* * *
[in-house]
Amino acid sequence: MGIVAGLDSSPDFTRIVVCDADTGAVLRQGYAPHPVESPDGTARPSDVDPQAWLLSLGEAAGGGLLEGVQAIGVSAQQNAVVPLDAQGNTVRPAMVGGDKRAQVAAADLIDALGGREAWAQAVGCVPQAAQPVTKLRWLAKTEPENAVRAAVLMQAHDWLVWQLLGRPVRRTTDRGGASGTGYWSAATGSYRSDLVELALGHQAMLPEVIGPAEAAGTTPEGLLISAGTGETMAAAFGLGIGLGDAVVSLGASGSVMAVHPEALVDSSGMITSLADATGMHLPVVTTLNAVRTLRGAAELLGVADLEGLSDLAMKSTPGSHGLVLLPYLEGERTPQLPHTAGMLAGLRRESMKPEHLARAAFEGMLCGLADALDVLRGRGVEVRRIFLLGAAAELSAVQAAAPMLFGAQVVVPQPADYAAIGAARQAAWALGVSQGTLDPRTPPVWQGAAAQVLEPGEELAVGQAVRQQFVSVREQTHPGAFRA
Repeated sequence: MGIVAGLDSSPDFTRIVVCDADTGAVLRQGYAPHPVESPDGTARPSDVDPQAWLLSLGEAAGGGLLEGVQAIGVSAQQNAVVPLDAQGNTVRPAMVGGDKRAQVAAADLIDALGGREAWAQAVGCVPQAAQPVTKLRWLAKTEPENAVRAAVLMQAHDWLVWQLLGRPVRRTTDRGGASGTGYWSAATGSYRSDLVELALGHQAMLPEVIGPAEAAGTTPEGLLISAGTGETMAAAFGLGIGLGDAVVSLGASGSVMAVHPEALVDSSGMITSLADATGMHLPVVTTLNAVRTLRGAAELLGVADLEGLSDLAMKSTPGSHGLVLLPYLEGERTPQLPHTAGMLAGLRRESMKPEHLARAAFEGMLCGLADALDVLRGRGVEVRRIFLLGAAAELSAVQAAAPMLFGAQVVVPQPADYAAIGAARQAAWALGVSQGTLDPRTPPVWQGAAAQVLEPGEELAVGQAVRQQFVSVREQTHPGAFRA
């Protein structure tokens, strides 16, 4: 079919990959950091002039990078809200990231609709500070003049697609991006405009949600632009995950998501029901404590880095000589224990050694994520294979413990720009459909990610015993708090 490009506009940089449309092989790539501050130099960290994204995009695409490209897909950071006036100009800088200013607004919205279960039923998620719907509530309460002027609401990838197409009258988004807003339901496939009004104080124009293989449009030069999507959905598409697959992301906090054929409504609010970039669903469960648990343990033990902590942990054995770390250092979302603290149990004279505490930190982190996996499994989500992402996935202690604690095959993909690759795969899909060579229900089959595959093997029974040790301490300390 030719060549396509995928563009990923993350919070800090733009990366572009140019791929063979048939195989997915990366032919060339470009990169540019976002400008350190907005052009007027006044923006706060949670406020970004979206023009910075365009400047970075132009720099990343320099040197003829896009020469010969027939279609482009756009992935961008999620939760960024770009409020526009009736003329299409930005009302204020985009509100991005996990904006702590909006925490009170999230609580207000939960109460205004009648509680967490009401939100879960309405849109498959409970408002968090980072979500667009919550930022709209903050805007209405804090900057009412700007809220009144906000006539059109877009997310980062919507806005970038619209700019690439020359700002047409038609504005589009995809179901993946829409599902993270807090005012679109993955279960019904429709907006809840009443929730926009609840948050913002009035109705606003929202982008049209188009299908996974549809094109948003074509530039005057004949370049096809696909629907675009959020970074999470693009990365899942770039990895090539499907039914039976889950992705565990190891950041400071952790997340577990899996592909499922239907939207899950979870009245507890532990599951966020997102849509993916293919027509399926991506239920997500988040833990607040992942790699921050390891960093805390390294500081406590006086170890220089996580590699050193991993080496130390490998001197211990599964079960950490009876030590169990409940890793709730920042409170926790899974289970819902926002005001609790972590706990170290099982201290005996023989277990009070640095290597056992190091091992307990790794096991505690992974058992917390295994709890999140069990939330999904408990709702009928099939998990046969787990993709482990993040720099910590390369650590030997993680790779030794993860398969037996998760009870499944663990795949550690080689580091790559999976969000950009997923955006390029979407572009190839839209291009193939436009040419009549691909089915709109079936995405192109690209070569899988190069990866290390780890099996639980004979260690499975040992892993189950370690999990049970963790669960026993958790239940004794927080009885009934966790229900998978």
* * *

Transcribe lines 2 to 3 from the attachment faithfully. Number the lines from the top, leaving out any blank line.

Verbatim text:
Amino acid sequence: MGIVAGLDSSPDFTRIVVCDADTGAVLRQGYAPHPVESPDGTARPSDVDPQAWLLSLGEAAGGGLLEGVQAIGVSAQQNAVVPLDAQGNTVRPAMVGGDKRAQVAAADLIDALGGREAWAQAVGCVPQAAQPVTKLRWLAKTEPENAVRAAVLMQAHDWLVWQLLGRPVRRTTDRGGASGTGYWSAATGSYRSDLVELALGHQAMLPEVIGPAEAAGTTPEGLLISAGTGETMAAAFGLGIGLGDAVVSLGASGSVMAVHPEALVDSSGMITSLADATGMHLPVVTTLNAVRTLRGAAELLGVADLEGLSDLAMKSTPGSHGLVLLPYLEGERTPQLPHTAGMLAGLRRESMKPEHLARAAFEGMLCGLADALDVLRGRGVEVRRIFLLGAAAELSAVQAAAPMLFGAQVVVPQPADYAAIGAARQAAWALGVSQGTLDPRTPPVWQGAAAQVLEPGEELAVGQAVRQQFVSVREQTHPGAFRA
Repeated sequence: MGIVAGLDSSPDFTRIVVCDADTGAVLRQGYAPHPVESPDGTARPSDVDPQAWLLSLGEAAGGGLLEGVQAIGVSAQQNAVVPLDAQGNTVRPAMVGGDKRAQVAAADLIDALGGREAWAQAVGCVPQAAQPVTKLRWLAKTEPENAVRAAVLMQAHDWLVWQLLGRPVRRTTDRGGASGTGYWSAATGSYRSDLVELALGHQAMLPEVIGPAEAAGTTPEGLLISAGTGETMAAAFGLGIGLGDAVVSLGASGSVMAVHPEALVDSSGMITSLADATGMHLPVVTTLNAVRTLRGAAELLGVADLEGLSDLAMKSTPGSHGLVLLPYLEGERTPQLPHTAGMLAGLRRESMKPEHLARAAFEGMLCGLADALDVLRGRGVEVRRIFLLGAAAELSAVQAAAPMLFGAQVVVPQPADYAAIGAARQAAWALGVSQGTLDPRTPPVWQGAAAQVLEPGEELAVGQAVRQQFVSVREQTHPGAFRA